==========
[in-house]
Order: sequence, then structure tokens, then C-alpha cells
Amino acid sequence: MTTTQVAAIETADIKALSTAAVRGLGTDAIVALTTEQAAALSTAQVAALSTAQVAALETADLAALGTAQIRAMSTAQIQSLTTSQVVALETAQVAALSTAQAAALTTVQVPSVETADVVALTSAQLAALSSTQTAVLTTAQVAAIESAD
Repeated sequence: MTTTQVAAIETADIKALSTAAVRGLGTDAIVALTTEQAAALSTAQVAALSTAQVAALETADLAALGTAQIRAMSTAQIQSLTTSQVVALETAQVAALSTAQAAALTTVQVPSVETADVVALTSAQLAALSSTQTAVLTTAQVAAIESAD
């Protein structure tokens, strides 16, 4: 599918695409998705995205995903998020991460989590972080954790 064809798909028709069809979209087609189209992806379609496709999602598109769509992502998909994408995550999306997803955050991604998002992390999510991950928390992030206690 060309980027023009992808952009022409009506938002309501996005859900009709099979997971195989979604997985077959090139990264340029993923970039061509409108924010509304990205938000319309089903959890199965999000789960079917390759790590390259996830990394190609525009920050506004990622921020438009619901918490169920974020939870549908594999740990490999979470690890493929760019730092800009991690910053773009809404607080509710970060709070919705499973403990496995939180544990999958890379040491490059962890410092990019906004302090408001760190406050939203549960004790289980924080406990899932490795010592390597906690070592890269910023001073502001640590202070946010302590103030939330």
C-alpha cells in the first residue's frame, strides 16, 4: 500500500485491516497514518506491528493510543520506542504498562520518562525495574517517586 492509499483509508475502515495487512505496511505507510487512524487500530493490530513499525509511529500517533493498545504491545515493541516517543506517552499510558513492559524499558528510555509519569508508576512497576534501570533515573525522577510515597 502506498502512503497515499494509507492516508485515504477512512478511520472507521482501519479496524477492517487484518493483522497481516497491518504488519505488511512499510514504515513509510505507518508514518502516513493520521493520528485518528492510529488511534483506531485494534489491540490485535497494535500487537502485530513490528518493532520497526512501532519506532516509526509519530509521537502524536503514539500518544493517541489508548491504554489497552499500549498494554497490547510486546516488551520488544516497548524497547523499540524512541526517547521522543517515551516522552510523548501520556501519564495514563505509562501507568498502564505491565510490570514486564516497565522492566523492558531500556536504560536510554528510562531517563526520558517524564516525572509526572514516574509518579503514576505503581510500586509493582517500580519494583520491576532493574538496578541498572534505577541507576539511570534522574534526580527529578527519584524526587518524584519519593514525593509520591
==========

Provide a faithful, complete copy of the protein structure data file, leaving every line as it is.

[in-house]
Order: sequence, then structure tokens, then C-alpha cells
Amino acid sequence: MTTTQVAAIETADIKALSTAAVRGLGTDAIVALTTEQAAALSTAQVAALSTAQVAALETADLAALGTAQIRAMSTAQIQSLTTSQVVALETAQVAALSTAQAAALTTVQVPSVETADVVALTSAQLAALSSTQTAVLTTAQVAAIESAD
Repeated sequence: MTTTQVAAIETADIKALSTAAVRGLGTDAIVALTTEQAAALSTAQVAALSTAQVAALETADLAALGTAQIRAMSTAQIQSLTTSQVVALETAQVAALSTAQAAALTTVQVPSVETADVVALTSAQLAALSSTQTAVLTTAQVAAIESAD
């Protein structure tokens, strides 16, 4: 599918695409998705995205995903998020991460989590972080954790 064809798909028709069809979209087609189209992806379609496709999602598109769509992502998909994408995550999306997803955050991604998002992390999510991950928390992030206690 060309980027023009992808952009022409009506938002309501996005859900009709099979997971195989979604997985077959090139990264340029993923970039061509409108924010509304990205938000319309089903959890199965999000789960079917390759790590390259996830990394190609525009920050506004990622921020438009619901918490169920974020939870549908594999740990490999979470690890493929760019730092800009991690910053773009809404607080509710970060709070919705499973403990496995939180544990999958890379040491490059962890410092990019906004302090408001760190406050939203549960004790289980924080406990899932490795010592390597906690070592890269910023001073502001640590202070946010302590103030939330």
C-alpha cells in the first residue's frame, strides 16, 4: 500500500485491516497514518506491528493510543520506542504498562520518562525495574517517586 492509499483509508475502515495487512505496511505507510487512524487500530493490530513499525509511529500517533493498545504491545515493541516517543506517552499510558513492559524499558528510555509519569508508576512497576534501570533515573525522577510515597 502506498502512503497515499494509507492516508485515504477512512478511520472507521482501519479496524477492517487484518493483522497481516497491518504488519505488511512499510514504515513509510505507518508514518502516513493520521493520528485518528492510529488511534483506531485494534489491540490485535497494535500487537502485530513490528518493532520497526512501532519506532516509526509519530509521537502524536503514539500518544493517541489508548491504554489497552499500549498494554497490547510486546516488551520488544516497548524497547523499540524512541526517547521522543517515551516522552510523548501520556501519564495514563505509562501507568498502564505491565510490570514486564516497565522492566523492558531500556536504560536510554528510562531517563526520558517524564516525572509526572514516574509518579503514576505503581510500586509493582517500580519494583520491576532493574538496578541498572534505577541507576539511570534522574534526580527529578527519584524526587518524584519519593514525593509520591